end
  end
end

ivarr = o.instance_variables
Benchmark.bm do |bench|
  bench.report "retrieve #{Benchmarks::T_DATA} instance variables" do
    Benchmarks::T_DATA.times do
      o.instance_eval("#{ivarr.sample}")
    end
  end
end

I am using instance_eval to stuff my lab rat with a bunch of instance variables. Let’s see those numbers:

                                  user      system    total     real
create 5000 instance variables    0.170000  0.000000  0.170000  (0.165712)
                                  user      system    total     real
retrieve 5000 instance variables  0.030000  0.000000  0.030000  (0.033587)

Fascinating. Instance variables are two or three times faster than local variables. These benchmarks are starting to tell a story.

It will be interesting to see how class variables perform. Just from these two benchmarks, it seems the odds are in favor of encapsulating your code. Encapsulation is an important part of OOP. The fact that instance variables are superior to local variables says Ruby prefers you write code in this way.

But, what about class variables?

Class Variables

Moving along, let’s see some of that benchmark code:

Benchmark.bm do |bench|
  bench.report "create #{Benchmarks::T_DATA} class variables" do
    Benchmarks::T_DATA.times do
      LabRat.class_eval("@@#{get_unique_name} = 1")
    end
  end
end

cvarr = LabRat.class_variables
Benchmark.bm do |bench|
  bench.report "retrieve #{Benchmarks::T_DATA} class variables" do
    Benchmarks::T_DATA.times do
      LabRat.class_eval("#{cvarr.sample}")
    end
  end
end

Just like the previous example, I am stuffing my little guy with a bunch of class variables. The magic happens through class_eval to create my variables. Let’s see those results:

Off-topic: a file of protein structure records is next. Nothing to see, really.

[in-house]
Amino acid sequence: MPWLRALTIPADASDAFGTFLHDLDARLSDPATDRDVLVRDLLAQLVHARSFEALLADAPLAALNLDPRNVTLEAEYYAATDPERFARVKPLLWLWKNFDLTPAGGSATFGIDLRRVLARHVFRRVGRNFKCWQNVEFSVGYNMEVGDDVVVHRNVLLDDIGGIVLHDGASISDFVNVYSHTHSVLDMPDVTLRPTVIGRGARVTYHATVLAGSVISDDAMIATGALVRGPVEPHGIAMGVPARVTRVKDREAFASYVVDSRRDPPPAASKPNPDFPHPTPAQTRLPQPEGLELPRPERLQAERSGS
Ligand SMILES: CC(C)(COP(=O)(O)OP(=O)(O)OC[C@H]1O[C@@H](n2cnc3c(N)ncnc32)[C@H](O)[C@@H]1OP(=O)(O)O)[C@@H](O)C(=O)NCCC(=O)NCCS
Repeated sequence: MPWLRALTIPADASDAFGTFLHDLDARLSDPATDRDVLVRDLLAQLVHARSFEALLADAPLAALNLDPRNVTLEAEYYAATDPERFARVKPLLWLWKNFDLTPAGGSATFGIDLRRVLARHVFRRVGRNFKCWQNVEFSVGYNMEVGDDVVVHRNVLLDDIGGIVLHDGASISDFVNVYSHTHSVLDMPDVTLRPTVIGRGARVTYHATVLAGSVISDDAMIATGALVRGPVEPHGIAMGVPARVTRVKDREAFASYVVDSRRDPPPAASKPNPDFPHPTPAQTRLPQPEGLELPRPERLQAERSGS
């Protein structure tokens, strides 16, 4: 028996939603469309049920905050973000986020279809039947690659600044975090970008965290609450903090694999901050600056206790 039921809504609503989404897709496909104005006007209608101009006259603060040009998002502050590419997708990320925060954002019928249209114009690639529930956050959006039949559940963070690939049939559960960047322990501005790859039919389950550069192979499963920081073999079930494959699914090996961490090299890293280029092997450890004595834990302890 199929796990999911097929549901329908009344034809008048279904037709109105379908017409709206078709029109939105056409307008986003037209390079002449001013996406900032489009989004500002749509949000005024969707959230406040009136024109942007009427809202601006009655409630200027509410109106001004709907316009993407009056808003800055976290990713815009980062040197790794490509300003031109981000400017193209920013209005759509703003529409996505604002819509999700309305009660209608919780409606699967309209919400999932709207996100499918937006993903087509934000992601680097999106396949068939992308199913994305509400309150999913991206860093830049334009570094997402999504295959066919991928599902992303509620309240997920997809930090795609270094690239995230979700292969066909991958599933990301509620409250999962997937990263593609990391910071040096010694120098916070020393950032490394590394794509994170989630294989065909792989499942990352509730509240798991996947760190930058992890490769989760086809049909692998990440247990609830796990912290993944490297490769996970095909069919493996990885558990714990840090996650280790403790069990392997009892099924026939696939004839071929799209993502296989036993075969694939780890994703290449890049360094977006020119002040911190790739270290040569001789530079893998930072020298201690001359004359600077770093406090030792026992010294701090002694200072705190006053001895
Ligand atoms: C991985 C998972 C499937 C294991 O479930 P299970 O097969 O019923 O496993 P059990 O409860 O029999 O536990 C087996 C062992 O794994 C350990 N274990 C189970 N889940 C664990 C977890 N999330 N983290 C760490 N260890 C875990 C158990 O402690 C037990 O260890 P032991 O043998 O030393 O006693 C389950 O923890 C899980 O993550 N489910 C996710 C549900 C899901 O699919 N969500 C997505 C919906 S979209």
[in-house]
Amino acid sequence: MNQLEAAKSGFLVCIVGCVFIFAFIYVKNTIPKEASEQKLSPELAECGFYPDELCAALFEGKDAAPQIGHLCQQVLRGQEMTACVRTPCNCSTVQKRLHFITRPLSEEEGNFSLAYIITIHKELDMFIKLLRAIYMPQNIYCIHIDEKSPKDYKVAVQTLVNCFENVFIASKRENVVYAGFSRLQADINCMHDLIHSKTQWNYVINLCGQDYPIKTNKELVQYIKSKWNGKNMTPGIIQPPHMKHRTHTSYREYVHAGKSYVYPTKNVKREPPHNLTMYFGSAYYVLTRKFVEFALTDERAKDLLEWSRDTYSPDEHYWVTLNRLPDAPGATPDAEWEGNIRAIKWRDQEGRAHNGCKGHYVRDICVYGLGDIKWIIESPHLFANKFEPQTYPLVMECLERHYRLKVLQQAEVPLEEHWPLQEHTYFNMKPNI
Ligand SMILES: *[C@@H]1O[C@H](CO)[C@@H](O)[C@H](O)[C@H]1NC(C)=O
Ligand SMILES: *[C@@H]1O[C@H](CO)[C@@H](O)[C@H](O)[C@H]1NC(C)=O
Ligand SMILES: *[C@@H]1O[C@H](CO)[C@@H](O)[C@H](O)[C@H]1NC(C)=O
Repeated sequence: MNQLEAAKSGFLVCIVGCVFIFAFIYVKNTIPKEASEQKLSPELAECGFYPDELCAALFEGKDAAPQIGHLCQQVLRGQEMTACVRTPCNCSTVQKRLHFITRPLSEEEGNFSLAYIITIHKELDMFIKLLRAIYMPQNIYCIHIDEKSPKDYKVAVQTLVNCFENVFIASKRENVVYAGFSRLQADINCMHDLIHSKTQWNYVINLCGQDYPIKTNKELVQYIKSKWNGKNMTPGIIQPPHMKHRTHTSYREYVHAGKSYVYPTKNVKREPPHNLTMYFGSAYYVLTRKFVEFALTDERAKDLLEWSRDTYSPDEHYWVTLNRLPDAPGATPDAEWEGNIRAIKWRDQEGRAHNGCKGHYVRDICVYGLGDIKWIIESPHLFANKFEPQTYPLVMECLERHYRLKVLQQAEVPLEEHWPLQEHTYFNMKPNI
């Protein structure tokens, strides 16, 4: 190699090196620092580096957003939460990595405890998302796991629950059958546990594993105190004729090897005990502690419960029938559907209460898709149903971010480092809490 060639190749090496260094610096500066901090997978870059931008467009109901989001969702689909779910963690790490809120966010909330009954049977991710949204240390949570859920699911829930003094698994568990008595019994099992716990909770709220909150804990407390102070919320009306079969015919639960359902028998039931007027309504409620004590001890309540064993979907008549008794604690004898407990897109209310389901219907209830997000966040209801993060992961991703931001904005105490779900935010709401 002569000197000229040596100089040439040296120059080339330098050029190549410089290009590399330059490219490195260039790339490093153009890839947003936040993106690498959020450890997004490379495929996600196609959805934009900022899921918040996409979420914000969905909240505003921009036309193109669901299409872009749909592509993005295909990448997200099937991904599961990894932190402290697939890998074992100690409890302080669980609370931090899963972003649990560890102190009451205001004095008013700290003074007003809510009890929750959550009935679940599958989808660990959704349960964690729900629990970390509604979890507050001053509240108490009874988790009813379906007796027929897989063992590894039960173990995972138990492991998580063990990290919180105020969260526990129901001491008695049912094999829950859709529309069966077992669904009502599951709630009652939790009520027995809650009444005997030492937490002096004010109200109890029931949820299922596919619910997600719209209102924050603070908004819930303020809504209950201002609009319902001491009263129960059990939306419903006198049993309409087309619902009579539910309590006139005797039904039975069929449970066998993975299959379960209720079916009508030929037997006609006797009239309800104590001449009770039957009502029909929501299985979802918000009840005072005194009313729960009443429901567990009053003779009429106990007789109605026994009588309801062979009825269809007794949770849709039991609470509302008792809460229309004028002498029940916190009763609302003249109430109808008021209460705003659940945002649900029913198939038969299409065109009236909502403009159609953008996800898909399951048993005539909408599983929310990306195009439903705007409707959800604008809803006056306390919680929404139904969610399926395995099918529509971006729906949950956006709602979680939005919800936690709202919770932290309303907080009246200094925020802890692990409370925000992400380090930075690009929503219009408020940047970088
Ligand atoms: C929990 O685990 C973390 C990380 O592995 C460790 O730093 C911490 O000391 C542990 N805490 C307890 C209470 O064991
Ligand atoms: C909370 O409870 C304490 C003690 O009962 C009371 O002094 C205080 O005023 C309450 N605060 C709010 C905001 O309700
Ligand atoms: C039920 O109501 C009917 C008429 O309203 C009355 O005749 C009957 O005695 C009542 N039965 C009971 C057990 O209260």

user      system    total     real
create 5000 class variables    0.160000  0.010000  0.170000  (0.163653)
                               user      system    total     real
retrieve 5000 class variables  0.030000  0.000000  0.030000  (0.035327)

It looks like class variables perform about the same as instance variables. Now, it is time for me to tell you a story.

In OOP, as mentioned, encapsulation is a big deal. It is the bread and butter of what drives your abstractions. To keep Ruby performance up to snuff, you want to make sure you stay away from large methods. A good rule of thumb here is: If you find yourself writing too many local variables, it’s time to break it up. A good design principle here is to isolate a single concern into one method. The encapsulation can orchestrate responsibilities across concerns.

Wrapping up, let’s take a quick look at hashes and arrays. Since we’ve already covered variables, we can expect that they, too, follow a similar pattern.

So, let’s verify.

Arrays

There are minor differences with the code. I’ll summarize it here.

To create local arrays you do:

name = get_unique_name
eval("#{name} = []; #{name} << 1", b)

Local arrays are retrievable with:

laarr = eval("local_variables", b)
name = eval("#{laarr.sample}", b)
eval("#{name}[0]", b)

Having to assign a local variable name does add some overhead. Let’s see those results:

                            user      system    total     real
create 5000 local arrays    0.360000  0.000000  0.360000  (0.356111)